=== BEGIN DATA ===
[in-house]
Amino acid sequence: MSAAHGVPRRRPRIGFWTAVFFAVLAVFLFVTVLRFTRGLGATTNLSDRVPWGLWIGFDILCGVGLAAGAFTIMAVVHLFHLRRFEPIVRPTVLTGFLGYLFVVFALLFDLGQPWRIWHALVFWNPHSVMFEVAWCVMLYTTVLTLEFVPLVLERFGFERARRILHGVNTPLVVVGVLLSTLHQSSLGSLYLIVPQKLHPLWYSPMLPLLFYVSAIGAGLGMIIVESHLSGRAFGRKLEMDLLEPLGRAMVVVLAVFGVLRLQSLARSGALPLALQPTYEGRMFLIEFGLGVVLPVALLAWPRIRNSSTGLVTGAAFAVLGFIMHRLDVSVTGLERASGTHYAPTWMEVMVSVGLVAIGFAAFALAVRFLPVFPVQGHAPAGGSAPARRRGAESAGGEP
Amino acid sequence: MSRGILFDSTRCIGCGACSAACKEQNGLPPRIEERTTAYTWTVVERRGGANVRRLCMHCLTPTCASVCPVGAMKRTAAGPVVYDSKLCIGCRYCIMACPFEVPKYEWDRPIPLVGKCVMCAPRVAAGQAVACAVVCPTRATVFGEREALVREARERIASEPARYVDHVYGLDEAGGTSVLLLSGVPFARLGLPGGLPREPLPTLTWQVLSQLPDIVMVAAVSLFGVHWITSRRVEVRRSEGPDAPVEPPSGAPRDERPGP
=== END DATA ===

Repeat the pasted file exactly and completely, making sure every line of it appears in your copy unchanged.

[in-house]
Amino acid sequence: MSAAHGVPRRRPRIGFWTAVFFAVLAVFLFVTVLRFTRGLGATTNLSDRVPWGLWIGFDILCGVGLAAGAFTIMAVVHLFHLRRFEPIVRPTVLTGFLGYLFVVFALLFDLGQPWRIWHALVFWNPHSVMFEVAWCVMLYTTVLTLEFVPLVLERFGFERARRILHGVNTPLVVVGVLLSTLHQSSLGSLYLIVPQKLHPLWYSPMLPLLFYVSAIGAGLGMIIVESHLSGRAFGRKLEMDLLEPLGRAMVVVLAVFGVLRLQSLARSGALPLALQPTYEGRMFLIEFGLGVVLPVALLAWPRIRNSSTGLVTGAAFAVLGFIMHRLDVSVTGLERASGTHYAPTWMEVMVSVGLVAIGFAAFALAVRFLPVFPVQGHAPAGGSAPARRRGAESAGGEP
Amino acid sequence: MSRGILFDSTRCIGCGACSAACKEQNGLPPRIEERTTAYTWTVVERRGGANVRRLCMHCLTPTCASVCPVGAMKRTAAGPVVYDSKLCIGCRYCIMACPFEVPKYEWDRPIPLVGKCVMCAPRVAAGQAVACAVVCPTRATVFGEREALVREARERIASEPARYVDHVYGLDEAGGTSVLLLSGVPFARLGLPGGLPREPLPTLTWQVLSQLPDIVMVAAVSLFGVHWITSRRVEVRRSEGPDAPVEPPSGAPRDERPGP